The Assessment & Feedback Futures project has been established to ensure that staff have all of the support and resources required to move forward with creative learning design that embraces the new assessment standards and guidelines.

The purpose of this project is to support the implementation of the new University's Policy and standards of Assessment, including the use of education technologies where appropriate.  The University's objective is to implement a clear and consistent approach to the University Policy on Assessment.

The  Assessment & Feedback team encourages all Unit Coordinators to utilise the Self-Assessment Questionnaire, a quick quiz which will enable you to self-assess and identify which policy areas you may need to change for 2018. We encourage you to use it to assess where you may like to seek support. Changes to unit information in  CAIDi should be submitted as soon as possible, so we encourage you to take action now!

The University Policy on Assessment lays out a comprehensive approach to assessment and feedback at UWA. Assessment must be fair, integral, valid, and efficient.

Each unit must balance formative and summative assessment, with ordinarily two to three summative assessment items in a six point unit. This encourages staff away from over-assessment, allowing more time to provide students with quality feedback. These items must be of different methods, including (but not limited to) exams and tests, assignments, performance, or active participation. These assessments should be spaced out throughout semester, with students receiving feedback on all their assessed work within three weeks, and at least one week before the next assessment is due.

Formative assessment is assessment for learning. This is an assessment item or activity that has a developmental purpose with feedback for students about their learning. It may carry a mark.

Summative assessment is assessment of learning. This is any assessment that contributes to the final mark of a unit, and measures student performance in relation to the learning outcomes and assessment criteria.

Each summative assessment item must also have a formative (developmental) function.

The policy has a wide range of provisions around assessment and feedback bringing clarity and consistency to the University. For more information on what’s required, including information about the weighting of assessment items, please see the Policy and the supporting resources.

For assistance with learning design or rethinking your approach to assessment, we recommend you attend a Carpe Diem workshop

The University Policy on Assessment lays out the minimum requirements for feedback at UWA.

Students are entitled to feedback on all their assessed work and every unit must provide opportunities for students to receive feedback on their ongoing performance as well as on their achievements for each assessment item. This feedback must be clearly linked to the learning outcomes and the criteria for that assessment item.

This feedback covers a range of purposes, including:

  • clarifying
  • troubleshooting
  • correcting
  • encouraging, and
  • explaining

Feedback should not be purely justifying a mark, or highlighting what the student did wrong! It must be both informative (highlighting strengths and weaknesses with specific examples and explanations) and helpful (offering suggestions about how to improve for next time). Ideally, feedback is a dialog between the student and the assessor.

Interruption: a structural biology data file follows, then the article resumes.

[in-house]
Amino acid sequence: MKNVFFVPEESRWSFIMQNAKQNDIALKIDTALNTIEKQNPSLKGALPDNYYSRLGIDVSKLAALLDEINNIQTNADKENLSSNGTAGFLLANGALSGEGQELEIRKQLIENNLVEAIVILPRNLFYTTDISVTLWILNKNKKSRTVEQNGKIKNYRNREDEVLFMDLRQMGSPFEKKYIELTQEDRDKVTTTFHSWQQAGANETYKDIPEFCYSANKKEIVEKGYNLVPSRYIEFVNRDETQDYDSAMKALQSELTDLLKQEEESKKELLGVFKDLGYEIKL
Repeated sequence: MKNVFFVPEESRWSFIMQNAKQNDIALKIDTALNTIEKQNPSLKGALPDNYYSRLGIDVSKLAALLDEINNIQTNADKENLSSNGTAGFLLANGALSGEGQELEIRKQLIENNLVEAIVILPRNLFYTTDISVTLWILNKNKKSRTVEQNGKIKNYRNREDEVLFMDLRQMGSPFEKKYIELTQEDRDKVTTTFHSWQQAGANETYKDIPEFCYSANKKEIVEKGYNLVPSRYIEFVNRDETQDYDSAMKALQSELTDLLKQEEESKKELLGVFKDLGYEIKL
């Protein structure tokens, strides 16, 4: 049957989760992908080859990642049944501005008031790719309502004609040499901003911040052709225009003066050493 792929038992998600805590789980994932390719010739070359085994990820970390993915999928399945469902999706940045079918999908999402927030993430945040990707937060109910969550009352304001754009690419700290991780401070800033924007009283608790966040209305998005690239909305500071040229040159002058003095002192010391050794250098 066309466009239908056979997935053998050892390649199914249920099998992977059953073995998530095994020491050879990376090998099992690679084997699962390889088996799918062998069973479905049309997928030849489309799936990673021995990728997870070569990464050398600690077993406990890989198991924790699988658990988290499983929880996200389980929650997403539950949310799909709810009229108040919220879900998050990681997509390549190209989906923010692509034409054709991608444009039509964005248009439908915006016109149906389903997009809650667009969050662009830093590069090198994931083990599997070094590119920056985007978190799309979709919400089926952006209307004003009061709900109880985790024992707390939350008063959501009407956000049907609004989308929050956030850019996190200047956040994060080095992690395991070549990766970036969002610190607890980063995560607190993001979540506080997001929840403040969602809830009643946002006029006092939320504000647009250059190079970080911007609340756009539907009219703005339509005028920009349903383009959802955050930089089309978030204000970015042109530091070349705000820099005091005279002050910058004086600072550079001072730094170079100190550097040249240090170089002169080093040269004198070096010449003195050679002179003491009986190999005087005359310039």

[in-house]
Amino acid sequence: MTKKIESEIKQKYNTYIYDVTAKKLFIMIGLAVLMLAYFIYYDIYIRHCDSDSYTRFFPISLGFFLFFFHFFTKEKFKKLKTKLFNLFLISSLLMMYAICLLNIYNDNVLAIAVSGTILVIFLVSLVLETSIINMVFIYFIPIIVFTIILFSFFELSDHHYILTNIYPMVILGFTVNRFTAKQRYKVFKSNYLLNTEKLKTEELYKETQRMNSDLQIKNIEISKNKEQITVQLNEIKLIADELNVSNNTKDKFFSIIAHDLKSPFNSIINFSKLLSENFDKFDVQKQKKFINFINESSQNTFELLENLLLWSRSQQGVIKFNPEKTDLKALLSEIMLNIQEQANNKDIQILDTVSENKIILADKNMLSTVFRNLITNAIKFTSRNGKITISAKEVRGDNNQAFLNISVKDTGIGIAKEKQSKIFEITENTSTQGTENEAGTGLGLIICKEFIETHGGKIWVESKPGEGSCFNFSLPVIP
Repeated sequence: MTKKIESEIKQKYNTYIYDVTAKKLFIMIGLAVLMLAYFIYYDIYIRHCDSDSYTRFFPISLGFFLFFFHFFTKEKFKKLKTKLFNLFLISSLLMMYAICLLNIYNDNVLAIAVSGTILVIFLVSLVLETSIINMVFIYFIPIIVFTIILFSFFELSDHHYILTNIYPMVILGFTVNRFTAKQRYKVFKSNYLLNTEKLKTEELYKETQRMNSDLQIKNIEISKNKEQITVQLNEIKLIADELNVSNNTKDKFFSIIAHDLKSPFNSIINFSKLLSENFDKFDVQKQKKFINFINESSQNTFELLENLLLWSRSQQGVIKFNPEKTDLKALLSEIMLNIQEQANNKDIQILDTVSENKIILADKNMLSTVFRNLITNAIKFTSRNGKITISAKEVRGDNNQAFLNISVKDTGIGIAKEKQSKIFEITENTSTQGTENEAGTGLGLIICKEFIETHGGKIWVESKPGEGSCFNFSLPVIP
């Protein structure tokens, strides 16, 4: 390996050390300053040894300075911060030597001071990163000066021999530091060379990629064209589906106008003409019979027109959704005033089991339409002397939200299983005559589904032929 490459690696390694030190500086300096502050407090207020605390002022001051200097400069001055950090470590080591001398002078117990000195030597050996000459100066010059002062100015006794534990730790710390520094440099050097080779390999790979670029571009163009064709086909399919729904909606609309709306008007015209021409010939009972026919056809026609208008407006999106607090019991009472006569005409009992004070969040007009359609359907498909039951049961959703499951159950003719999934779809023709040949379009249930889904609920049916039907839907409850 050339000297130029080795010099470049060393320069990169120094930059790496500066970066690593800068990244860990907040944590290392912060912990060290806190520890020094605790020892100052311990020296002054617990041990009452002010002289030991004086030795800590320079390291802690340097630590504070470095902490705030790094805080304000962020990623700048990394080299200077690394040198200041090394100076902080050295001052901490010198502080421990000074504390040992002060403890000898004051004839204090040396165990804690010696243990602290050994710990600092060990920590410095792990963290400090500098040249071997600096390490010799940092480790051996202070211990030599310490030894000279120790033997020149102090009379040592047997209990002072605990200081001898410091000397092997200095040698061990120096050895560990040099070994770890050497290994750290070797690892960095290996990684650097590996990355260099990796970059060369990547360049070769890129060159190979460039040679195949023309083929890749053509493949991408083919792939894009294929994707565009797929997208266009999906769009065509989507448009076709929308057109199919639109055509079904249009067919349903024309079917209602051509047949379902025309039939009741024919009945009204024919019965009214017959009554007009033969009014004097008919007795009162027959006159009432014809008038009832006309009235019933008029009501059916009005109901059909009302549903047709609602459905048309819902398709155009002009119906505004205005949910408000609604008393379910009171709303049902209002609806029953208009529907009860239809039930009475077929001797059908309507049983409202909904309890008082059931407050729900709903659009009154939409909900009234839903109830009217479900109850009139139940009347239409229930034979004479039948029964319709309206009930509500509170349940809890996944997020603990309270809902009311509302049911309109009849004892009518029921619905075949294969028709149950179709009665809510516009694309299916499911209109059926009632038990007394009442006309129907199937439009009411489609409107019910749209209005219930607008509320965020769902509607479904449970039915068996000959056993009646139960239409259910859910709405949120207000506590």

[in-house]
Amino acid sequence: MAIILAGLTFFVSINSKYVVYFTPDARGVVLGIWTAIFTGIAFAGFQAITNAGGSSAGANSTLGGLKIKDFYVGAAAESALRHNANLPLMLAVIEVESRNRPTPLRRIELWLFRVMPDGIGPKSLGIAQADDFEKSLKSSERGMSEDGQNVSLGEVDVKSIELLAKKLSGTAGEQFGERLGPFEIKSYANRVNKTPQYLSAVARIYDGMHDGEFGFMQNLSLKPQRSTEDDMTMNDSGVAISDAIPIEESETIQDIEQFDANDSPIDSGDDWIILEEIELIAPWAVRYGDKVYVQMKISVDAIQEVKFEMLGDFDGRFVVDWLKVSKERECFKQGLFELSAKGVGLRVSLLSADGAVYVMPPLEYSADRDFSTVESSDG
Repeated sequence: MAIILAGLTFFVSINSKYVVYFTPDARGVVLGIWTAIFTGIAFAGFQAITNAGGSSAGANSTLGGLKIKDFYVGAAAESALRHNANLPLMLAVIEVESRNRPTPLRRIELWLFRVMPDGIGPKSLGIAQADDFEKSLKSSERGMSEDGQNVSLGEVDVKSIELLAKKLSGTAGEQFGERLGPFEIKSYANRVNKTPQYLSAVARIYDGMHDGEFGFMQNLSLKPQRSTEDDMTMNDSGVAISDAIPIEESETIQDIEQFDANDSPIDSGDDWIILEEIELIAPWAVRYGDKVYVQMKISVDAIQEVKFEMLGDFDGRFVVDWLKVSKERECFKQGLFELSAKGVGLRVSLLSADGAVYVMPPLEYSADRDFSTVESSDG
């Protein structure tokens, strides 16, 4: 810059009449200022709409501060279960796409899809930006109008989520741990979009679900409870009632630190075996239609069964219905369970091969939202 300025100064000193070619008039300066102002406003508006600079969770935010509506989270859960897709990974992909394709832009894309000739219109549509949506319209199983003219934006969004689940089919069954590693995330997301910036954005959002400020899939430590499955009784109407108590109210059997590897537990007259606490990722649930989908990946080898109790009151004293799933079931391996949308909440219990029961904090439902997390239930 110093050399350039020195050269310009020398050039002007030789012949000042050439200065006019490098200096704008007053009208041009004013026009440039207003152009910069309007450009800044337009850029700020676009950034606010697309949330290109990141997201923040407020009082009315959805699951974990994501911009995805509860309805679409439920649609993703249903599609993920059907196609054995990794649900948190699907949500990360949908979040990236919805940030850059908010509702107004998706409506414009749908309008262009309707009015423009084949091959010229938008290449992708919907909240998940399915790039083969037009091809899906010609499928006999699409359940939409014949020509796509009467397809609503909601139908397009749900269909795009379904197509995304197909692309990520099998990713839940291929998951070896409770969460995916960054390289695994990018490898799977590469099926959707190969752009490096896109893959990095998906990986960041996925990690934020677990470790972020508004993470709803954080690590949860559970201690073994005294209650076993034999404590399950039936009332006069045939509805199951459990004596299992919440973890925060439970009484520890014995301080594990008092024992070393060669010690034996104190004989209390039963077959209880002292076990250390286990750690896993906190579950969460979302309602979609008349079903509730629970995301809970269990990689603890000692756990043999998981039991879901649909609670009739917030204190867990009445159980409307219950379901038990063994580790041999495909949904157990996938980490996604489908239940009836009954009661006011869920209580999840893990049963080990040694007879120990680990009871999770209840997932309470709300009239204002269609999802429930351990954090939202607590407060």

Timing of feedback

Feedback on assessed work must be provided within 15 University working days of the submission date and one week before the next assessment item is due. This gives students the opportunity to use the feedback they receive to develop their skills for the next assessment item.

Students should also receive formative (developmental) feedback in the first five weeks (or in the equivalent in a non-standard teaching period). This allows students to gauge their understanding and progress before their first high-stakes assessment. Ideally, students should receive regular feedback from a variety of sources throughout semester.

Sources of feedback

Feedback does not need to come only from the Unit Coordinator. Feedback may come from a variety of sources, including:

  • Teaching staff
  • Professional practitioners in your field
  • Fellow students
  • Students’ themselves
  • External audiences

Self and peer assessment and feedback can be valuable tools to support student learning. However, these are best used where students’ skills in assessment and feedback are scaffolded and developed throughout their studies, and are not best used as the only marking or feedback method in high stakes summative assessment. To structure support for self or peer assessment into your unit, please register for a Carpe Diem workshop.

Methods of feedback

Feedback can come in a variety of formats and media, including digital annotations on the student work, overall comments, audio feedback, video feedback, and rubrics. Delivering quality feedback is up to the teacher, not up to the tool! Feedback needs to be fit for purpose and use methods most suitable for student development and engagement, including using appropriate technology - so you may find the most appropriate method or combination of methods varies depending on the assessment item.  You do need to use a rubric or marking key when assessing student work and this must be published to students, preferably both before the assessment is due (to shape their expectations of good performance) and after (as a part of their feedback). The methods you choose to deliver feedback should be clearly articulated to students (for eg in the unit outline, or assessment instructions) to help them identify when and how the feedback will take place.